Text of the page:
“Dragon boating welcomes anyone into the boat, and this exhibit does the same- it invites the visitor in to explore and build their own story.”
On February 12th, 2021, Paddles Up! The Canadian International Dragon Boat Festival Exhibit opened at the BC Sports Hall of Fame & Museum. Behind the development of this exhibit was Dominic Lai, Development, Marketing, and Operations Director of Dragon Boat BC, and a graduate of UBC History. I spoke to Dominic to learn about the development of this exhibit, why dragon boat matters to BC, and how his time at UBC influenced his work on this exhibit.
What was your experience studying history at UBC like? Were there any courses, instructors, or experiences that especially stood out to you?
I did a double major in history and political science because I found it difficult to cover the themes I wanted to explore in just one department. I took three different capstone courses during my degree, two with Dr. Coll Thrush, and one with Dr. Julie MacArthur. These courses had a significant focus examining land in its own right: they looked where things happened, not just what happened. Adding land as a variable to the study of history adds new context and areas to explore, and allows you to draw lines across a different plane.
As these capstone courses were more open-ended, I was able to link real-life experiences to my learning. I could walk through places we were studying, and apply the ideas from my readings to the things that were right in front of me. That was probably why I enjoyed these courses so much; they gave me the opportunity to take academic ideas into concepts that could literally be mapped out.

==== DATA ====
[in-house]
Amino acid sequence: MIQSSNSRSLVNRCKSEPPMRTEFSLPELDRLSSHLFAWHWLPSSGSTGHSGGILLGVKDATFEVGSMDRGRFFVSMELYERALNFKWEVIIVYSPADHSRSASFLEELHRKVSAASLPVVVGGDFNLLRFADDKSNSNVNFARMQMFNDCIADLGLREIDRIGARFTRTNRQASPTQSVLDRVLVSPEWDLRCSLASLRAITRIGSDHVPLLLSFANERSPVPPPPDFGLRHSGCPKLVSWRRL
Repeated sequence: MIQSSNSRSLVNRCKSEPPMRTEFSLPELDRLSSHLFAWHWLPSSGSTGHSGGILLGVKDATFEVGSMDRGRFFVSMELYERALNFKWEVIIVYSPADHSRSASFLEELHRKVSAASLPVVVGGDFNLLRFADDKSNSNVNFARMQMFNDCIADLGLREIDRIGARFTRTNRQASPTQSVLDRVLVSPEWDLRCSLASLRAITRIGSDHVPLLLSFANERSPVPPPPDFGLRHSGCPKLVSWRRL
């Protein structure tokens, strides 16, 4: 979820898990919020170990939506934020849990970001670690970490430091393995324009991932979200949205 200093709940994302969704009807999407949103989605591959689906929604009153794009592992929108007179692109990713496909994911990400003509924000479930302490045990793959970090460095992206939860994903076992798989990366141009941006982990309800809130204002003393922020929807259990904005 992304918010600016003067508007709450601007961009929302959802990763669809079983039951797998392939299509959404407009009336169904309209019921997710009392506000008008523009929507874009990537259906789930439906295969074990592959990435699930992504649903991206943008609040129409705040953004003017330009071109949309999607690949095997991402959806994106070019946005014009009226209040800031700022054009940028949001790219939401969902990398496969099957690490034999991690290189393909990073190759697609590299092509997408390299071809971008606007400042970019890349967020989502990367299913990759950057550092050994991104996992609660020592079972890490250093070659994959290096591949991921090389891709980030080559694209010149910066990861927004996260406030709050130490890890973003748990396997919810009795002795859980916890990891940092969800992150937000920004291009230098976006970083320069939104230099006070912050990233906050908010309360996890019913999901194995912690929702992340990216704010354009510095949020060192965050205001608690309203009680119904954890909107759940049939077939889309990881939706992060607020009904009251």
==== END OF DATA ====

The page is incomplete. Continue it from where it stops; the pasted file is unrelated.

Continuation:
What has your career path since UBC History looked like? How did you get to where you are now?
During my undergrad, I was coaching my former high school’s junior dragon boat team (Eric Hamber in Vancouver). After I completed my BA in 2015, I started my MA in political science, and around the same time I took on running the national U16/U18 dragon boat teams. This led to some strange experiences- I remember writing my MA thesis between races at Nationals.
After finishing my MA in 2016, I spent more time working with the coaching teams and paddlers, plus dealing with the sizeable logistics and finances involved. Dragon Boat BC asked me to help with youth paddling programs, and then later to come on full time as Brand and Marketing Manager, which led to my current position as Development, Marketing, and Operations Director of Dragon Boat BC.
How did your experience studying history at UBC inform your work developing the Dragon Boat exhibit?
Developing this exhibit was like writing a paper, but in a different medium. The exhibit asks a simple question; why does dragon boat matter to this community? This is a question I found myself constantly returning to, and the exhibit tries to answer that question.
One of the things that I learned to do at UBC was to throw a wrench in things every once in a while. Most of the time, this ends up being a huge mess. But every once in a while, it works out well.